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  • There are More Ways to Go Wrong Than to Go Right.

    Posted by Shannon Love on June 18th, 2009 (All posts by )

    Megan McArdle makes a very good general point in her post on the illusion that socialism will reduce health-care costs:

    We have been trying to control health care costs since the 1970s made it clear that Medicare was going to get really, really expensive.  And any idea that you care to name, from comparative effectiveness research to healthcare IT to preventive medicine . . . these have all been on the table for more than thirty years, under one name or another.  They haven’t happened.
     
    The answer that those promising magical cost reductions need to ask is “Why haven’t they happened?” and “What has changed to make them feasible now?”  But when I ask this question, I get angry demands that I put forward my plan for cost control, rather than merely critiquing everyone else’s.  This seems rather like demanding that I put forward my design for a perpetual motion machine before I am allowed to point out problems in the US energy market.

    I was reminded of this style of argumentation by Harry Angstrom’s comments in my previous post, where he makes this exact argument. In thinking about it, I realized that a lot of debates with leftists often come down to this type of, “I have an idea and you don’t, therefore I must have the best plan,” argument. 

    I see this a lot in debates over energy. People will argue that since they believe fossil fuels cause global warming, and since nuclear power is too dangerous, therefore solar and wind power must be viable technologies. Unfortunately, the fact that one specific technology has problems has nothing to do with whether another unrelated technology will work. Just because we can’t use fossil fuels and nukes has no bearing on whether weather-dependent energy sources can actually power our civilization. 

    The urge to do something, anything, to solve a problem can backfire badly. Before scientific medicine, doctors could do little to treat disease yet they felt compelled to do something, anything to try and help. That is how we ended up with bleeding and other counter-productive treatments. Likewise, Herbert Hoover felt he had to do something about the recession that started in 1929, so he raised federal spending, raised taxes and the Congress pitched in by raising tariffs. Their urgency to do something, anything, ended up turing a bad recession into an unprecedented depression that lasted a decade. 

    People immersed in politics begin to think that that since there are only two major divisions in our politics there must be only two altnerative solutions to any problem. They begin to think that if one side’s idea is bad then the other side’s idea is good. These people forget that there is only one optimum solution for any particular problem but a functionally infinite number of ways to make a problem worse. If we implement policies based on the idea that any idea is better than no idea at all, we are more likely to implement a policy that does more harm than good than a policy that helps. There are more ways to go wrong than to go right.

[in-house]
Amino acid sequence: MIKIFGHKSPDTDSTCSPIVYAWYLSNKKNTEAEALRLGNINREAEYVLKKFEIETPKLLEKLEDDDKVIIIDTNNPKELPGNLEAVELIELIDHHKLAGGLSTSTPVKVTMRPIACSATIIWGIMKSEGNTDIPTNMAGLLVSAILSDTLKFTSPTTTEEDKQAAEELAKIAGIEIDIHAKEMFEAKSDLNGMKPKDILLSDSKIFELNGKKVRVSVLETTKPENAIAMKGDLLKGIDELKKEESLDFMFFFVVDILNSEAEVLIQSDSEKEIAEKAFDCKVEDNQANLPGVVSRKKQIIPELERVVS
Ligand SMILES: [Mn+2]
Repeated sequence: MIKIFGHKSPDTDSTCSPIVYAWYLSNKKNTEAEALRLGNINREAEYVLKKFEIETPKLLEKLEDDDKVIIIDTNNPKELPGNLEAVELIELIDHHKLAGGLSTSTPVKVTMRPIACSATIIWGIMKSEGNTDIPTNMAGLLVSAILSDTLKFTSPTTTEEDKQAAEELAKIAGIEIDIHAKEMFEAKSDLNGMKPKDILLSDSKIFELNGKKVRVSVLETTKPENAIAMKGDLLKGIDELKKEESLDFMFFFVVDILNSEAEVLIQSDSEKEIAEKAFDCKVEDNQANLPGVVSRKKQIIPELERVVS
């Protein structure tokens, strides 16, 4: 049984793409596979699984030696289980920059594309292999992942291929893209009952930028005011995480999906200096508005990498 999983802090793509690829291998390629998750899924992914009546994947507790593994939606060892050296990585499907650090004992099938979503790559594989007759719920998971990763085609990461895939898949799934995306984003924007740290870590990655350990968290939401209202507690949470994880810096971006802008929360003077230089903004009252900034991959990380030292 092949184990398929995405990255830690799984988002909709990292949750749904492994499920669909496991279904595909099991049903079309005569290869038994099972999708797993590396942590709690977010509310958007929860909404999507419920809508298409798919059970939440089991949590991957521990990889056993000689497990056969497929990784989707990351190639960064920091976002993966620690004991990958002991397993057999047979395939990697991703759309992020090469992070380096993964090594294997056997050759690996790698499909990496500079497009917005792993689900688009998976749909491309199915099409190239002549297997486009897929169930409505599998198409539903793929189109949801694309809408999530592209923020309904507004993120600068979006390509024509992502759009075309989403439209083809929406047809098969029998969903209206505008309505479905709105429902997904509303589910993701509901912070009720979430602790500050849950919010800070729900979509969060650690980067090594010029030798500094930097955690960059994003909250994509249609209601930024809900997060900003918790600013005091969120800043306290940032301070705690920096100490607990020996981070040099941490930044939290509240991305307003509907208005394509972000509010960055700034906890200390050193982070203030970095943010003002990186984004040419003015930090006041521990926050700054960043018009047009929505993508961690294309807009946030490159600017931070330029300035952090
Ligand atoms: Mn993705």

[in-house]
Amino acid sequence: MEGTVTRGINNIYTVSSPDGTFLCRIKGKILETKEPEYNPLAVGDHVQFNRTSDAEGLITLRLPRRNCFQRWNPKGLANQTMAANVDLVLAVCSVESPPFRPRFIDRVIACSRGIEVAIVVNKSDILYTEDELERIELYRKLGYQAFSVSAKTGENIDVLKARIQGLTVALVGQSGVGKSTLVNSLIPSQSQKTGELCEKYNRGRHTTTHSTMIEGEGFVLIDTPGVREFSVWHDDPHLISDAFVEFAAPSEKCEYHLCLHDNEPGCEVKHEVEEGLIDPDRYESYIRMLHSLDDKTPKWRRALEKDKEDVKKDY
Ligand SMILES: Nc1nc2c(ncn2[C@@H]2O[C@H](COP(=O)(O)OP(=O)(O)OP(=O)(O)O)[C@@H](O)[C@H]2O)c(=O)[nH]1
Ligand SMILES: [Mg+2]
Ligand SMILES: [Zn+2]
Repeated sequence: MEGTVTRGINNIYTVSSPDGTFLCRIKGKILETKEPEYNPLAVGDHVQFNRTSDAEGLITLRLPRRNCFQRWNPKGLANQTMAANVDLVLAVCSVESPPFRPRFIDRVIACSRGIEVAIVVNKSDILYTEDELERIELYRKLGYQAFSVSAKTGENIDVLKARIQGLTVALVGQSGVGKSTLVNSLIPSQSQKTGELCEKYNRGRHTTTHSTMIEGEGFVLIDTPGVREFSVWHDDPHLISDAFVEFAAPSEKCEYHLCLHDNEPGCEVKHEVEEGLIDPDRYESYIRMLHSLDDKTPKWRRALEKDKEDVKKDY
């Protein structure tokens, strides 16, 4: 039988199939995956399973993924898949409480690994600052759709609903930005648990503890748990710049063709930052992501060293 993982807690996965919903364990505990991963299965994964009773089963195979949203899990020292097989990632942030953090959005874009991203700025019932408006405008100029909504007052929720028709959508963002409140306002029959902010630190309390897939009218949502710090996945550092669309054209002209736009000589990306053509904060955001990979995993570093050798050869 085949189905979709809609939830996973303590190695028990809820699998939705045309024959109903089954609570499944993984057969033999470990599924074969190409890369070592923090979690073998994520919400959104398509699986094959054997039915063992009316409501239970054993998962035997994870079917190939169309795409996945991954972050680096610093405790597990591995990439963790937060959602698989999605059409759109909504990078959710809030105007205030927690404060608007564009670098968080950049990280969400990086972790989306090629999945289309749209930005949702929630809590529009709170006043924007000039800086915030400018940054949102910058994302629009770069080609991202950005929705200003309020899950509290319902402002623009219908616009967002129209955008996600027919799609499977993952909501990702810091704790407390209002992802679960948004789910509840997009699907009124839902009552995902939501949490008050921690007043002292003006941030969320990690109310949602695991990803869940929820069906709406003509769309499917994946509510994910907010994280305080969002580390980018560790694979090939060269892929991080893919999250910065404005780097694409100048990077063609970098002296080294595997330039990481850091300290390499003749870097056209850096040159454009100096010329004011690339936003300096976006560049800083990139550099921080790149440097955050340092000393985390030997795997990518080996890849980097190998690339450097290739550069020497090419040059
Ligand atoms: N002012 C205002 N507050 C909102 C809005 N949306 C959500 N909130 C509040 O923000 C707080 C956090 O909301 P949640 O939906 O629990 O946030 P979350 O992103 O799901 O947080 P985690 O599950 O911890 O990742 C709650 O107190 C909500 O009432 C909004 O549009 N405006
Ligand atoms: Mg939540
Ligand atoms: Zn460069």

A bad idea is a bad idea independent of any other ideas. It doesn’t matter if that idea’s critics don’t have a superior idea themselves. You don’t have to know how to make a practical jet-pack yourself to know that it is a bad idea for someone to try to fly by strapping 50 roman candles to their back and setting them off.

     

    19 Responses to “There are More Ways to Go Wrong Than to Go Right.”

    1. Brett_McS Says:

      In teen years I unquestioningly assumed that any idea that popped into my head was automatically right – I didn’t even think to question its veracity. However, sometimes I would make the mistake of expressing the idea to someone who actually had real knowledge of the subject; then it would typically be shot down in flames. After that happened a few hundred times I started to realize that just because an idea pops into my particular noggin that doesn’t give it some sort of divine status.

    2. methinks Says:

      Shannon,

      There are a few good ways to bring down costs.

      1.) reduce state mandates which decrease the number of plan choices and increase costs for consumers.

      2.) We need a free market in health care. Deregulate insurance companies to a large extent. Industry captures regulators and it is because of this that cash paying patients have to pay more and why an insurance company can use the excuse of switching employers or states to break coverage. As long as you’re paying the premiums to Aetna, your employer or residence shouldn’t matter but the industry got the regulators to write in these breaks for it. Imagine the innovation and cost reduction that would occur if we forced doctors and health insurance companies to compete for patients.

      3.) Kill the AMA. The organization serves one purpose – to reduce the number of medical professionals in order to increase the incomes of doctors. The AMA lulls unsuspecting patients into a sense a false sense of comfort because the AMA certifies doctors. In fact, there are plenty of incompetent doctors and I would love to see competition for the AMA.

      4.) Once a procedure’s cost is determined by the market, the only way to bring down cost is through innovation. The government cannot reduce costs. It can merely reduce expenditures on health care by rationing. This doesn’t reduce cost, though. It should be noted that people already reduce expenditures and ration their health care by deciding what they want to pay for.

      But, the leftists don’t care about real arguments. We all know that that the issue of socialized medicine is not medicine at all, rather it is an issue of state control and of enslaving the population to the state.